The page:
Smart and Sweet


In last week’s clinic, I was listening intently to a mother who couldn’t understand why she and her daughter – my patient – were having such a hard time losing weight. As she spoke, she clutched her coffee cup from Dunkin’ Donuts and my eyes locked onto a code in thick, black pen: “8C, 8S.” I asked, “What does that mean?”

“Oh, this.” She said, looking at her beloved cup. “I drink hazelnut, which is really bitter, so I need a lot of cream and sugar to make it taste good. 8 creams, 8 sugars.”


I asked if she new how much sugar that meant. 8 grams? 8 teaspoons? Or how much cream? Just curious, I said. After all, she wasn’t my patient – her daughter was. She didn’t know. We wrapped up and after she left to meet with the registered dietician, I called the Dunkin’ Donuts hotline to see how they define “one sugar” and “one cream.”

Turns out, the person on the phone didn’t know either. She had to backtrack through the nutritional information of a “regular” coffee — two creams, two sugars — to find out the sugar content of each “sugar.” What I learned is that one Dunkin’ Donuts sugar isn’t one teaspoon, it is one TABLESPOON. Equivalent to 3 teaspoons, or 12 grams of sugar. For adult women, that is almost half of the recommended daily limit of added sugar. If you ask for 8 sugars at Dunkin’ Donuts, that is 24 teaspoons. 96 grams. 384 calories. A half a cup of sugar. Yikes.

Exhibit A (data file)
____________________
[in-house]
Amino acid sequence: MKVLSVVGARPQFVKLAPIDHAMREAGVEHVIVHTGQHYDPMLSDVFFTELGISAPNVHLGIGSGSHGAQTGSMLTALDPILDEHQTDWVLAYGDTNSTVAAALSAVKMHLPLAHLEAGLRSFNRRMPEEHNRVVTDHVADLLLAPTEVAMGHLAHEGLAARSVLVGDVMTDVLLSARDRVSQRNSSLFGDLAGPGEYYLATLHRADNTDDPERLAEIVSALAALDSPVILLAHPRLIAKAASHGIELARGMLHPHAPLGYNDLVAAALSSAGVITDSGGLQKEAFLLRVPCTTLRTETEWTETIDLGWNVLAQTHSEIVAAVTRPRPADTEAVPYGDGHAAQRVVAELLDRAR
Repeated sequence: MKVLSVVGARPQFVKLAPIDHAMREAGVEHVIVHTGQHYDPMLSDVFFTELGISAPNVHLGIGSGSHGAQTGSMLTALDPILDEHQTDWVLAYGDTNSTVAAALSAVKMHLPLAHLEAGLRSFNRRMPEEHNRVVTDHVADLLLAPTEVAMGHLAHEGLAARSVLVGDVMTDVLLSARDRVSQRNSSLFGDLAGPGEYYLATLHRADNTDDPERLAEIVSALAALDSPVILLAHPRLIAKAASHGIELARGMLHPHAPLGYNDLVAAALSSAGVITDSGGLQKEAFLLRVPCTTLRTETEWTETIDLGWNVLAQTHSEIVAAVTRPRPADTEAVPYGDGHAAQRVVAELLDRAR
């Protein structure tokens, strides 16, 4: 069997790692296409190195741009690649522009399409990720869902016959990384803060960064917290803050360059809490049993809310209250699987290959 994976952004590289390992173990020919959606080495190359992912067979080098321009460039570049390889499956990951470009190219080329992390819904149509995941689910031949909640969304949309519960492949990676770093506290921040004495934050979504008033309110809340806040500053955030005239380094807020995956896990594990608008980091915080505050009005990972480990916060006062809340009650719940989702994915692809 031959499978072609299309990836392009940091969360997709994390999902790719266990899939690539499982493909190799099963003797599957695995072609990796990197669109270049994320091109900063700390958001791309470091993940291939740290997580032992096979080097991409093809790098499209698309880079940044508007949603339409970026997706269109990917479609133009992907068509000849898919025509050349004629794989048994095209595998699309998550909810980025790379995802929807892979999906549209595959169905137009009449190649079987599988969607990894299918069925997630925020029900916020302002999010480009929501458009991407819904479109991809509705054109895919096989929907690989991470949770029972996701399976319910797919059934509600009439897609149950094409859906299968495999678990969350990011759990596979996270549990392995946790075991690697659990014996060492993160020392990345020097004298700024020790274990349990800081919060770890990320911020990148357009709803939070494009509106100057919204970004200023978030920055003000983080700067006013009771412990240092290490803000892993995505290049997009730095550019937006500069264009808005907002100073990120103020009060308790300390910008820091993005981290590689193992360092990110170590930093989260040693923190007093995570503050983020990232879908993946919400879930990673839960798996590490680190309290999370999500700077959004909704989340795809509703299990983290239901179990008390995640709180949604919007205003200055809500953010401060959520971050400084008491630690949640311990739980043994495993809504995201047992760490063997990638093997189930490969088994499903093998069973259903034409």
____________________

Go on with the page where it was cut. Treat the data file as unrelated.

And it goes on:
And the cream? 1 cream is 1 OUNCE of cream. A typical creamer is half of that. Turns out that “8C” is 8 ounces of cream; a full cup. 315 calories, 28 grams of fat. That is more than a serving of Häagen-Dazs ice cream.

Her drink was costing her 699 calories, 96 grams of sugar and 28 grams of fat. No wonder she couldn’t lose weight.

Before you say you would never order a coffee like that, maybe you have. Rivaling those numbers is the Starbucks Venti Java Chip Frappucino: 600 calories, 88 grams of sugar and 22 grams of fat. Consider a Venti Iced Chai Soy Latte – which sounds so healthy. 350 calories and 63 grams of sugar. That is over 15 teaspoons of sugar!

I reconnected with my patient’s mother and shared what I learned. She was stunned. She had no idea. By design, it takes effort to learn what is actually in these drink products. Now that she knew, she was ready to make a different plan. She started making her own hazelnut coffee at home, saving time, money, and so many extra calories.

Chain restaurants are obligated to reveal the nutrition information of the food they serve. Take a moment to learn about the drink you like. Check the website. Call the hotline. You might be surprised. And you’ll have more information you can use to make a choice that works better for your health.

Starbucks online nutrition information, or call 800-Starbuc (800-782-7282)

Dunkin’ Donuts online nutrition information, or call their Guest Support at 800-859-5339